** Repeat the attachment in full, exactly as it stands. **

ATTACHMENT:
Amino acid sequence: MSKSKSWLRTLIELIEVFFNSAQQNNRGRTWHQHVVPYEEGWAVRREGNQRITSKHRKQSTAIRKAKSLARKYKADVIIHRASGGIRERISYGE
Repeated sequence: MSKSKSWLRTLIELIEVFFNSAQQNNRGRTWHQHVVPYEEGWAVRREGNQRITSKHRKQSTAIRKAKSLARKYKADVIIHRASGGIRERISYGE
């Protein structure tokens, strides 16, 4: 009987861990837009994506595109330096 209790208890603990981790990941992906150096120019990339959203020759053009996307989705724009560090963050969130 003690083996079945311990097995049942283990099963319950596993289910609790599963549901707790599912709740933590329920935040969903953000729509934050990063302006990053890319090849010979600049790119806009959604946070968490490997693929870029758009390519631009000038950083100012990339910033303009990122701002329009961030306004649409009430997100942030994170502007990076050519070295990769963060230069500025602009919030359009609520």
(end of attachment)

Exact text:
Amino acid sequence: MSKSKSWLRTLIELIEVFFNSAQQNNRGRTWHQHVVPYEEGWAVRREGNQRITSKHRKQSTAIRKAKSLARKYKADVIIHRASGGIRERISYGE
Repeated sequence: MSKSKSWLRTLIELIEVFFNSAQQNNRGRTWHQHVVPYEEGWAVRREGNQRITSKHRKQSTAIRKAKSLARKYKADVIIHRASGGIRERISYGE
């Protein structure tokens, strides 16, 4: 009987861990837009994506595109330096 209790208890603990981790990941992906150096120019990339959203020759053009996307989705724009560090963050969130 003690083996079945311990097995049942283990099963319950596993289910609790599963549901707790599912709740933590329920935040969903953000729509934050990063302006990053890319090849010979600049790119806009959604946070968490490997693929870029758009390519631009000038950083100012990339910033303009990122701002329009961030306004649409009430997100942030994170502007990076050519070295990769963060230069500025602009919030359009609520």